From: Rohit Khare (Rohit@KnowNow.com)
Date: Fri Dec 29 2000 - 23:40:39 PST
[The 2000 census redistricting would have added 8 electoral votes to
Bush's total in the 31 states he won. I gotta admit whatever you
thought of Gore, the map looked awful red with all those big square
states and the entire South going to Bush... Rohit]
December 30, 2000
Gore's Lead in the Popular Vote Now Exceeds 500,000
By DAVID STOUT
WASHINGTON, Dec. 29 - Vice President Al Gore's nationwide lead in the
popular vote has grown by about 200,000, to more than half a million,
since Dec. 18, when the Electoral College sealed his fate and made
Gov. George W. Bush the 43rd president of the United States.
A state-by-state survey by The Associated Press of the final
certified results put Mr. Gore's popular vote edge at 539,947, up
considerably from the lead of about 337,000 that was widely reported
in the first several weeks after the election. The totals were
50,996,116 for Mr. Gore and 50,456,169 for Mr. Bush.
Much of the increase came in California, New York, and other, smaller
states that went for Mr. Gore, said Curtis B. Gans of the Committee
for the Study of the American Electorate, a nonpartisan research
group that has followed presidential elections for a quarter-century.
Election officials in California and New York said today that the
bigger numbers for Mr. Gore were not hard to explain. Mr. Gore
carried both states easily. Both had large numbers of absentee
ballots, which could not be counted immediately, and, because
absentee votes generally do not vary sharply from election night
returns, it was predictable that the absentees would widen the vice
Mr. Gans said that in 1996, President Clinton's lead over Bob Dole
grew by some 200,000 votes from election night until all absentee
ballots were counted and all the votes certified, a fact all but
forgotten except by political trivia buffs.
"But it didn't matter," Mr. Gans said, in a race that the incumbent
won by more than eight million popular votes and by a 379-to-159
advantage in the Electoral College.
In the 1960 election John F. Kennedy had the electoral vote edge and
a 114,673-vote margin in the popular vote over Richard M. Nixon. A
total of 68.8 million votes were cast for president. Eight years
later Mr. Nixon won the Electoral College and a popular vote margin
of 510,645 out of 73.2 million votes cast for president.
The 2000 election, of course, will be remembered as the first in 112
years in which the leader in the popular vote lost the White House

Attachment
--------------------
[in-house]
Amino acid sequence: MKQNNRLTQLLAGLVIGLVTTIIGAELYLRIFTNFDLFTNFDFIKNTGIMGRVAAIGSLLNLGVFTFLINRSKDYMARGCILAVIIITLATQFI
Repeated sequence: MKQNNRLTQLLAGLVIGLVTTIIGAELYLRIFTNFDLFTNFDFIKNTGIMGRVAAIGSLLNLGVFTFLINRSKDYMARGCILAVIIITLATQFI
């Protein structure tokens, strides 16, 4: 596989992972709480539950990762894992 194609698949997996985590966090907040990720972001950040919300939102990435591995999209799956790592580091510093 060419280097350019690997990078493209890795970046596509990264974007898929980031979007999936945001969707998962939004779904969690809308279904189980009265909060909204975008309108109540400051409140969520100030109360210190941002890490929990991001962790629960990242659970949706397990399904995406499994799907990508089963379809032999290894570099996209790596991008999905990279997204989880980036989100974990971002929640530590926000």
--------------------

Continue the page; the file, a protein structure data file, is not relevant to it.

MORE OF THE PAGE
because his opponent prevailed in the Electoral College.
Mr. Bush got 271 electoral votes, one more than he needed for a
majority and five more than Mr. Gore, who lost one vote in the
Electoral College when a Washington, D.C., elector left her ballot
blank to protest the District of Columbia's lack of voting power in
Mr. Gore won New York State, 4,107,697 to 2,403,374, or by some 1.7
million votes. Lee Daghlian, the chief spokesman for the state's
Board of Elections, said today that about 360,000 absentee ballots
were requested, and that about 260,000 were returned in time to be
counted. In New York, absentee ballots must be postmarked no later
than the day before the election and received no later than a week
after the election.
Mr. Daghlian said absentee balloting was about 20 percent higher this
year than in 1996. He speculated that the presence of Senator Joseph
I. Lieberman of Connecticut on the Democratic ticket might have
caused more American Jews to mail ballots from Israel.
It was clear on election night that Mr. Gore had carried California
in a landslide, so it was expected that the nearly 1.5 million
absentee ballots that arrived in time to be accepted would sharply
augment his victory - and they did.
The final certified totals in California were 5,861,203 for Mr. Gore
and 4,567,429 for Mr. Bush. Alfie Charles, a spokesman for the
California secretary of state, Bill Jones, said that the percentage
of Californians voting by absentee ballot had been increasing, and
that about one-quarter now did. (Californians can vote absentee
without showing a compelling reason. Their ballots must arrive by
Election Day to be counted.)
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